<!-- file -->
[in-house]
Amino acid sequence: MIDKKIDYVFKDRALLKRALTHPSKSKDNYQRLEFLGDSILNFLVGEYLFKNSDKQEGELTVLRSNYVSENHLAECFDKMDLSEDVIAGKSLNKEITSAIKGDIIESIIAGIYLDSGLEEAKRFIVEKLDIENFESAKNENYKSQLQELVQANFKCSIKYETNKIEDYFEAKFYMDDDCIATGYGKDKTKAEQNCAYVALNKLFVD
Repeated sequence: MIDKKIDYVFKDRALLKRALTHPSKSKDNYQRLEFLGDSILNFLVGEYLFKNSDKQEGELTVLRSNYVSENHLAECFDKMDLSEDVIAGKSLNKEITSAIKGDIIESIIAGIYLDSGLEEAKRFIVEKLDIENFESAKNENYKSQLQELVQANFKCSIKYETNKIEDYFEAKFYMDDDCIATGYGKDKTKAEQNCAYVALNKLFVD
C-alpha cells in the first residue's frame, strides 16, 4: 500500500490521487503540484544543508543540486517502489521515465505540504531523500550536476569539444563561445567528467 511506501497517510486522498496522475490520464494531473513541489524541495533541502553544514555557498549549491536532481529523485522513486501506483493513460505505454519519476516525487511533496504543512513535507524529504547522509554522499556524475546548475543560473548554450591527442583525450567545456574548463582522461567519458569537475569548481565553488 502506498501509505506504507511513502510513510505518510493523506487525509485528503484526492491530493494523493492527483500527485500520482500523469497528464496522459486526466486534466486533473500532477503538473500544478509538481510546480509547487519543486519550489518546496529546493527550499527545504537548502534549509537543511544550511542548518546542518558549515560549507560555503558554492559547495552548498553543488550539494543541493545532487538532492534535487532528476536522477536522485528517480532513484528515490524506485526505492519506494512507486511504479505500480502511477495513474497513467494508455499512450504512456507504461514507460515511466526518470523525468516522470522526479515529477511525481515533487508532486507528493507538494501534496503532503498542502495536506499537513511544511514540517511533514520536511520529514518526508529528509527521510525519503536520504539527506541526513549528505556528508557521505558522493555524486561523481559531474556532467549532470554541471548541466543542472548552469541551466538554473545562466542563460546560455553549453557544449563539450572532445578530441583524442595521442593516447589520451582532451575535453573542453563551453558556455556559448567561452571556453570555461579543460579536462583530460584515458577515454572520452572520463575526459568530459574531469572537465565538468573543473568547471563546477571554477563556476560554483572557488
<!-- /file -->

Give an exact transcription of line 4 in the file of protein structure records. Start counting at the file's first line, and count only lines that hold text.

C-alpha cells in the first residue's frame, strides 16, 4: 500500500490521487503540484544543508543540486517502489521515465505540504531523500550536476569539444563561445567528467 511506501497517510486522498496522475490520464494531473513541489524541495533541502553544514555557498549549491536532481529523485522513486501506483493513460505505454519519476516525487511533496504543512513535507524529504547522509554522499556524475546548475543560473548554450591527442583525450567545456574548463582522461567519458569537475569548481565553488 502506498501509505506504507511513502510513510505518510493523506487525509485528503484526492491530493494523493492527483500527485500520482500523469497528464496522459486526466486534466486533473500532477503538473500544478509538481510546480509547487519543486519550489518546496529546493527550499527545504537548502534549509537543511544550511542548518546542518558549515560549507560555503558554492559547495552548498553543488550539494543541493545532487538532492534535487532528476536522477536522485528517480532513484528515490524506485526505492519506494512507486511504479505500480502511477495513474497513467494508455499512450504512456507504461514507460515511466526518470523525468516522470522526479515529477511525481515533487508532486507528493507538494501534496503532503498542502495536506499537513511544511514540517511533514520536511520529514518526508529528509527521510525519503536520504539527506541526513549528505556528508557521505558522493555524486561523481559531474556532467549532470554541471548541466543542472548552469541551466538554473545562466542563460546560455553549453557544449563539450572532445578530441583524442595521442593516447589520451582532451575535453573542453563551453558556455556559448567561452571556453570555461579543460579536462583530460584515458577515454572520452572520463575526459568530459574531469572537465565538468573543473568547471563546477571554477563556476560554483572557488